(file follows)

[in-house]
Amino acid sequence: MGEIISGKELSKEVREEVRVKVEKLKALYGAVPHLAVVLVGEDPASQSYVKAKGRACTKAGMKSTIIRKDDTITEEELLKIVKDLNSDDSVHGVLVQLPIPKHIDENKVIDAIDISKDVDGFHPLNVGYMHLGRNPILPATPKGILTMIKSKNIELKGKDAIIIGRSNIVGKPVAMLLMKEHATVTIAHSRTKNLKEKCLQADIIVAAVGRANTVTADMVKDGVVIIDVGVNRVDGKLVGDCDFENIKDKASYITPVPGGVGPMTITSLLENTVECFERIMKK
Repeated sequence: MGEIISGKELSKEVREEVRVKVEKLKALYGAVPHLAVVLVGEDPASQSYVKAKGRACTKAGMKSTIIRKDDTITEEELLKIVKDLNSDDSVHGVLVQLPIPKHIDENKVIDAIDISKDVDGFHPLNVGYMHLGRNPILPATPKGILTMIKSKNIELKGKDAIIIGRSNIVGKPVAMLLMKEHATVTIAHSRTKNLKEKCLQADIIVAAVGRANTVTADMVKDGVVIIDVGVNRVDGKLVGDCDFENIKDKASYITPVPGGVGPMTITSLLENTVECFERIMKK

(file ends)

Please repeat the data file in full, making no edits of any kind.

[in-house]
Amino acid sequence: MGEIISGKELSKEVREEVRVKVEKLKALYGAVPHLAVVLVGEDPASQSYVKAKGRACTKAGMKSTIIRKDDTITEEELLKIVKDLNSDDSVHGVLVQLPIPKHIDENKVIDAIDISKDVDGFHPLNVGYMHLGRNPILPATPKGILTMIKSKNIELKGKDAIIIGRSNIVGKPVAMLLMKEHATVTIAHSRTKNLKEKCLQADIIVAAVGRANTVTADMVKDGVVIIDVGVNRVDGKLVGDCDFENIKDKASYITPVPGGVGPMTITSLLENTVECFERIMKK
Repeated sequence: MGEIISGKELSKEVREEVRVKVEKLKALYGAVPHLAVVLVGEDPASQSYVKAKGRACTKAGMKSTIIRKDDTITEEELLKIVKDLNSDDSVHGVLVQLPIPKHIDENKVIDAIDISKDVDGFHPLNVGYMHLGRNPILPATPKGILTMIKSKNIELKGKDAIIIGRSNIVGKPVAMLLMKEHATVTIAHSRTKNLKEKCLQADIIVAAVGRANTVTADMVKDGVVIIDVGVNRVDGKLVGDCDFENIKDKASYITPVPGGVGPMTITSLLENTVECFERIMKK